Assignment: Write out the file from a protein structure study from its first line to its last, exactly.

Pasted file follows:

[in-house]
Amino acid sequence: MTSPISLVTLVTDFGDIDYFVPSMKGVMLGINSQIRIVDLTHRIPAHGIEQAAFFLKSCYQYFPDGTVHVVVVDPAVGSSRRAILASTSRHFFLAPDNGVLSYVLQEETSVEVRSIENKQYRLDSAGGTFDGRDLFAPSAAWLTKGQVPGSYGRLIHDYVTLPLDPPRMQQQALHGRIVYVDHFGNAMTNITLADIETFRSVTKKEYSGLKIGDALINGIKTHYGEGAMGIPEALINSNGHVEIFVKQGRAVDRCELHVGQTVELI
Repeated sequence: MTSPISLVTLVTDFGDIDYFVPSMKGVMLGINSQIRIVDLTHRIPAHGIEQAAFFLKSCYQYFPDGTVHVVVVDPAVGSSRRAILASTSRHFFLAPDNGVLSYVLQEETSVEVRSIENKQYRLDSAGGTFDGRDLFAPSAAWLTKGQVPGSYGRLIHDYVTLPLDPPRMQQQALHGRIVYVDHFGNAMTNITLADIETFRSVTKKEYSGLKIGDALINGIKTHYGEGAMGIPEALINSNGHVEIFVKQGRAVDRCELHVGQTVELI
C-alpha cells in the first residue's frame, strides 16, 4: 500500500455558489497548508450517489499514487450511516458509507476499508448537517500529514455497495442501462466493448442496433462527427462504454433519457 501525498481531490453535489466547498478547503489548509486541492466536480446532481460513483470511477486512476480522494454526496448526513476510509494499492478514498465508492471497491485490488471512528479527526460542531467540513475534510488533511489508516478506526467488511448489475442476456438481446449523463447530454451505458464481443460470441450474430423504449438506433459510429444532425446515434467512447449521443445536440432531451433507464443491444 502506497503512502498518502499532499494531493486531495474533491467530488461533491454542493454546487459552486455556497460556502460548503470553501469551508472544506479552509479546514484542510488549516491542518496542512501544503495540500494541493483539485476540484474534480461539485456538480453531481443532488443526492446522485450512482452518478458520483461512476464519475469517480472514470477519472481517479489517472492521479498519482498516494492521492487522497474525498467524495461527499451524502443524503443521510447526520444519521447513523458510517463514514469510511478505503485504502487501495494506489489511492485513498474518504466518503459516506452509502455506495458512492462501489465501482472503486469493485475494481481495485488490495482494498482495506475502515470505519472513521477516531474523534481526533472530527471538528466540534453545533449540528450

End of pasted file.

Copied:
[in-house]
Amino acid sequence: MTSPISLVTLVTDFGDIDYFVPSMKGVMLGINSQIRIVDLTHRIPAHGIEQAAFFLKSCYQYFPDGTVHVVVVDPAVGSSRRAILASTSRHFFLAPDNGVLSYVLQEETSVEVRSIENKQYRLDSAGGTFDGRDLFAPSAAWLTKGQVPGSYGRLIHDYVTLPLDPPRMQQQALHGRIVYVDHFGNAMTNITLADIETFRSVTKKEYSGLKIGDALINGIKTHYGEGAMGIPEALINSNGHVEIFVKQGRAVDRCELHVGQTVELI
Repeated sequence: MTSPISLVTLVTDFGDIDYFVPSMKGVMLGINSQIRIVDLTHRIPAHGIEQAAFFLKSCYQYFPDGTVHVVVVDPAVGSSRRAILASTSRHFFLAPDNGVLSYVLQEETSVEVRSIENKQYRLDSAGGTFDGRDLFAPSAAWLTKGQVPGSYGRLIHDYVTLPLDPPRMQQQALHGRIVYVDHFGNAMTNITLADIETFRSVTKKEYSGLKIGDALINGIKTHYGEGAMGIPEALINSNGHVEIFVKQGRAVDRCELHVGQTVELI
C-alpha cells in the first residue's frame, strides 16, 4: 500500500455558489497548508450517489499514487450511516458509507476499508448537517500529514455497495442501462466493448442496433462527427462504454433519457 501525498481531490453535489466547498478547503489548509486541492466536480446532481460513483470511477486512476480522494454526496448526513476510509494499492478514498465508492471497491485490488471512528479527526460542531467540513475534510488533511489508516478506526467488511448489475442476456438481446449523463447530454451505458464481443460470441450474430423504449438506433459510429444532425446515434467512447449521443445536440432531451433507464443491444 502506497503512502498518502499532499494531493486531495474533491467530488461533491454542493454546487459552486455556497460556502460548503470553501469551508472544506479552509479546514484542510488549516491542518496542512501544503495540500494541493483539485476540484474534480461539485456538480453531481443532488443526492446522485450512482452518478458520483461512476464519475469517480472514470477519472481517479489517472492521479498519482498516494492521492487522497474525498467524495461527499451524502443524503443521510447526520444519521447513523458510517463514514469510511478505503485504502487501495494506489489511492485513498474518504466518503459516506452509502455506495458512492462501489465501482472503486469493485475494481481495485488490495482494498482495506475502515470505519472513521477516531474523534481526533472530527471538528466540534453545533449540528450